IMSS is ready to face not only the present but also the future and to anticipate what is best for the institution and its enrolled population. No doubt it will be ever better prepared as its staff continues to generate knowledge through research and disseminates it through educational processes as it has always done. We have the necessary human resources to remain healthcare leaders in Latin America; we have researchers of all kinds: clinical, biomedical, public health, economics, and health services administration. We also have trained and experienced teaching staff for all levels: undergraduate, professional training, medical specialties, graduate courses in other disciplines, masters, and doctorates. We have expert personnel in all branches of medicine and paramedical staff in all areas, allowing us to opportunely prevent and detect disease and provide support services as well as curative and rehabilitative services.

Let's keep working together and strengthening the philosophy and pride of belonging to IMSS to continue to face the challenges ahead.

  1. Sánchez Castañeda A. Las principales instituciones de Seguridad Social; el Instituto Mexicano del Seguro Social. En: La seguridad y la protección social en México. Su necesaria reorganización. Instituto de Investigaciones Jurídicas, UNAM. 2012. Capítulo Segundo. p. 25-34.
  2. CONAPO. Proyecciones de la Población 2010 – 2050. Secretaría de Gobierno, México.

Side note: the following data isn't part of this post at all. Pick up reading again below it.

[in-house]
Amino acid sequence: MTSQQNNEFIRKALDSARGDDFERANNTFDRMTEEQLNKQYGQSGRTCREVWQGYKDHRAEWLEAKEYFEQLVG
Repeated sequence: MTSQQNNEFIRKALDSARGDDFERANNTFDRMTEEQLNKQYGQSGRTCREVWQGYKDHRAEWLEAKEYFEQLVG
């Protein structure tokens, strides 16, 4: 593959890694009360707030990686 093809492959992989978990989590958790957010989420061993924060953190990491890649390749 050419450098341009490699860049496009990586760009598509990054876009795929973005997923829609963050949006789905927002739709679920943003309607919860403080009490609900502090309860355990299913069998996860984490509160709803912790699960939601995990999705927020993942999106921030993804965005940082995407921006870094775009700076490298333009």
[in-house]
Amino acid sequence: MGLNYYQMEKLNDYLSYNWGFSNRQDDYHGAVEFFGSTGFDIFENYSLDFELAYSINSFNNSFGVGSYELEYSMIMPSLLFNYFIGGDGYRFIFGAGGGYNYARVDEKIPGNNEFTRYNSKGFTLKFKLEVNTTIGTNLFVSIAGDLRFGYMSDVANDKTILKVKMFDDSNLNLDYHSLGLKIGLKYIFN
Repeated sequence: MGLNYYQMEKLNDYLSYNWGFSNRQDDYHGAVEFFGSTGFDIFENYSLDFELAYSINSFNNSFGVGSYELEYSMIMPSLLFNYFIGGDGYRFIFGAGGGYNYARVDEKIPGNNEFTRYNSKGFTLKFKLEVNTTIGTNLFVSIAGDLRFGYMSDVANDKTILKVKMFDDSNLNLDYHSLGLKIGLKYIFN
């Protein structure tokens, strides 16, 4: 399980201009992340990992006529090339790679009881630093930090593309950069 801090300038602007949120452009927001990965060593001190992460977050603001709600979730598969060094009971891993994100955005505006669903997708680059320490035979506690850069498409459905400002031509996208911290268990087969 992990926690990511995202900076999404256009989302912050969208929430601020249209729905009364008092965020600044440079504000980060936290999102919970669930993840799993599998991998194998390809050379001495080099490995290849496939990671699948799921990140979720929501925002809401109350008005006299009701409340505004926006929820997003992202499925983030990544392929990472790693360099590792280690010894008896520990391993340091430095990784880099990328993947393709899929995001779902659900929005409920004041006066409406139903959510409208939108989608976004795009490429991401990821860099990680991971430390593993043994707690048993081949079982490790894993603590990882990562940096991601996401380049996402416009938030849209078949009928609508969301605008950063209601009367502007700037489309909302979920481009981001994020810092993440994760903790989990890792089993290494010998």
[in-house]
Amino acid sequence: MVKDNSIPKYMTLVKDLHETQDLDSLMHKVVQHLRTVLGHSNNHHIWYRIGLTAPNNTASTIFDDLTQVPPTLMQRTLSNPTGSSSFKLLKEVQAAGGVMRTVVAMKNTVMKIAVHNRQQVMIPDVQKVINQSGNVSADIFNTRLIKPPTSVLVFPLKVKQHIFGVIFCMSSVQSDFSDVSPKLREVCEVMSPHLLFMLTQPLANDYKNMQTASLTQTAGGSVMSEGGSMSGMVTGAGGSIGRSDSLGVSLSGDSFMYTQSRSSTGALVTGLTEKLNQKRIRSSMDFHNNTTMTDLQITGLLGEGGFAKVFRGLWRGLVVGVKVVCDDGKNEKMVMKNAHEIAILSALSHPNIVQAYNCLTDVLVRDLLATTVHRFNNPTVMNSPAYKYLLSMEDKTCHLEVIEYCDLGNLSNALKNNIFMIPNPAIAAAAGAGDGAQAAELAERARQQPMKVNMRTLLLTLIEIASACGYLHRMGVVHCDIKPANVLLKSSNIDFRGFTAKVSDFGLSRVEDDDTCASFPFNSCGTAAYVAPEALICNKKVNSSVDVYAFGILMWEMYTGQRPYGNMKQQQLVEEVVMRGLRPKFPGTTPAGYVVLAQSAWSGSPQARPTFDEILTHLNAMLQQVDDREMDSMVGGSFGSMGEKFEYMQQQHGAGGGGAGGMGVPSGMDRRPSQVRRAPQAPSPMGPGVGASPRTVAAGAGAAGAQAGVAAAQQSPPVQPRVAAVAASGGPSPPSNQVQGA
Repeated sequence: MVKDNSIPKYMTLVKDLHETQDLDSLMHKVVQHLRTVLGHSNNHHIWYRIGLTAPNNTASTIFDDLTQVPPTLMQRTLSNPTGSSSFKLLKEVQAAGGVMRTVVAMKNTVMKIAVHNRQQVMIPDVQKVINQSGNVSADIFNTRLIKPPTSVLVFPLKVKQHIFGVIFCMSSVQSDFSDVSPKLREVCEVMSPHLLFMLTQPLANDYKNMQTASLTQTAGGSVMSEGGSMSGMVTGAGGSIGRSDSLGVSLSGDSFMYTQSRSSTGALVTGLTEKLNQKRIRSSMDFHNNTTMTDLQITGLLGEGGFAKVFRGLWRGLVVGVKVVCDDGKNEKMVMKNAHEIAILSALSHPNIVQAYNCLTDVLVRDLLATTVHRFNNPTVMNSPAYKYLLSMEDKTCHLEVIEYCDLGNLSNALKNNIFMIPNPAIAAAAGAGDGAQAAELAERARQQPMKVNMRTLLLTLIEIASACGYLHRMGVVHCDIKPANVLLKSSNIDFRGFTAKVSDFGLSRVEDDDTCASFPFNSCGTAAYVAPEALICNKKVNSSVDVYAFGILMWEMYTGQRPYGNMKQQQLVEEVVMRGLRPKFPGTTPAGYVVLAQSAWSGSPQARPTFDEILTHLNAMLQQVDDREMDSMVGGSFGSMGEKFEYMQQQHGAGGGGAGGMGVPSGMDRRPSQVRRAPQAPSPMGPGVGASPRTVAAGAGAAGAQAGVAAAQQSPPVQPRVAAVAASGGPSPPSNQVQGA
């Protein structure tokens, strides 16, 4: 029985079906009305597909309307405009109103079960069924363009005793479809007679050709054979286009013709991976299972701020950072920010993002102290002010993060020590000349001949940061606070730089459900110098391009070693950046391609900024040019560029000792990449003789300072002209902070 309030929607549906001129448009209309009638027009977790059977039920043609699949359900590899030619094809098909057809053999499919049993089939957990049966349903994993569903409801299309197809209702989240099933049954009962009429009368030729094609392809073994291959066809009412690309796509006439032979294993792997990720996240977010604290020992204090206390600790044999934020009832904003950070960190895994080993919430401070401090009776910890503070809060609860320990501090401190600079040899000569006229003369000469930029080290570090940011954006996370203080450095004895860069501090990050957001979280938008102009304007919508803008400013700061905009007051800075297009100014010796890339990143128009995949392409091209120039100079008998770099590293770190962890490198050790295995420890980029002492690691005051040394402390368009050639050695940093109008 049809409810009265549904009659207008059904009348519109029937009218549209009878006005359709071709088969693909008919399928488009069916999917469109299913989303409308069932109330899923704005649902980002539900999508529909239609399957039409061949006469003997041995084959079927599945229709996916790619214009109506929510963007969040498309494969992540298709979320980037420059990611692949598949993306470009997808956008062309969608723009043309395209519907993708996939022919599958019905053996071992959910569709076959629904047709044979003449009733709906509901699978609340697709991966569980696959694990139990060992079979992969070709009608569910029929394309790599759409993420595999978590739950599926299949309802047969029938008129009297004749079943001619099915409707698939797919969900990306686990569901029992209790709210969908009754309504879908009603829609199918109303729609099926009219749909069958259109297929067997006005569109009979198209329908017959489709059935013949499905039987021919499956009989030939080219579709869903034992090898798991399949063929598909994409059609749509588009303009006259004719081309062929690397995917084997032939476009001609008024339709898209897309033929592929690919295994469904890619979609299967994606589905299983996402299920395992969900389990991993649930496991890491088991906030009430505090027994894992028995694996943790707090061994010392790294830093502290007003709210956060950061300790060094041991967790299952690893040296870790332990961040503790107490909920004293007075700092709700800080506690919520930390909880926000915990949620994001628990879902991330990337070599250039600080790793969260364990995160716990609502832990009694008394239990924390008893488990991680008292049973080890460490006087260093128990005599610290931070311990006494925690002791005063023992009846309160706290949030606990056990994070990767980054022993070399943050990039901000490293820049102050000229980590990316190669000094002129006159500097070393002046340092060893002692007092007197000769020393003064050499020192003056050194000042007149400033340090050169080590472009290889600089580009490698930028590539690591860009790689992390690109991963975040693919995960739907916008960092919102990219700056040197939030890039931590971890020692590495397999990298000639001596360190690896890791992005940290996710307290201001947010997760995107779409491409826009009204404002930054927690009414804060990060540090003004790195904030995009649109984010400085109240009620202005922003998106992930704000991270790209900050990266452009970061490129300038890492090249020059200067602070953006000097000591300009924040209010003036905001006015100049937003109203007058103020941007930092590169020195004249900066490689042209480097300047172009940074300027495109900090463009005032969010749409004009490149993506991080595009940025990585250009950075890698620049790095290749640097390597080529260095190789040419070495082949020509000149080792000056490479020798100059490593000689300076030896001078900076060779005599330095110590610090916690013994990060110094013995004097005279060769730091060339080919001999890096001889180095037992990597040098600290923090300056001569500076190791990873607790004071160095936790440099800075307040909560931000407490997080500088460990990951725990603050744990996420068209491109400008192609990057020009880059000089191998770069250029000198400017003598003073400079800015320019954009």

3. IMSS. Setenta años al servicio de los mexicanos. El IMSS a la vanguardia médica. 9 de marzo de 2013. [Cited 2015 Jan 26]. Available from
  4. Fajardo OG. Setenta años de medicina en el Instituto Mexicano del Seguro Social. Rev Med Inst Mex Seguro Soc. 2014;52(2):228-31
  5. Cárdenas-de la Peña E. Servicios médicos del Instituto Mexicano del Seguro Social. Doctrina e historia. México: IMSS; 1973. p. 196.
  6. OMS. Informe de la Conferencia Internacional sobre Atención Primaria de Salud. Alma-Ata, URSS, 6-12 de septiembre de 1978. Serie Salud Para Todos No.1.
  7. Muñoz HO. Programas Integrados de Salud (PREVENIMSS). Rev Med Inst Mex Seguro Soc 2006; 44 (Supl. 1):1-2
  8. Velásquez Díaz, Georgina. Programa IMSS-COPLAMAR. Secretaría de Salud. Salud y enfermedad en el medio rural de México. México D.F, México. Secretaría de Salud, 1991. p.413-21.
  9. DOF. 05/09/2014. DECRETO por el que se crea la Coordinación Nacional de PROSPERA Programa de Inclusión Social.
  10. Pérez TR. Humanismo y Medicina. Gaceta Médica de México. 2013;149: 349-53.
  11. Echevarría ZS, Lavalle MC, Vásquez CL y Monroy RL. Editorial. “Nuestra Revista Médica”. 45 años de historia. Rev Med Inst Mex Seguro Soc 2007;45(6):533-535.

Conflict of interest statement: The author has completed and submitted the form translated into Spanish for the declaration of potential conflicts of interest of the International Committee of Medical Journal Editors, and none were reported in relation to this article.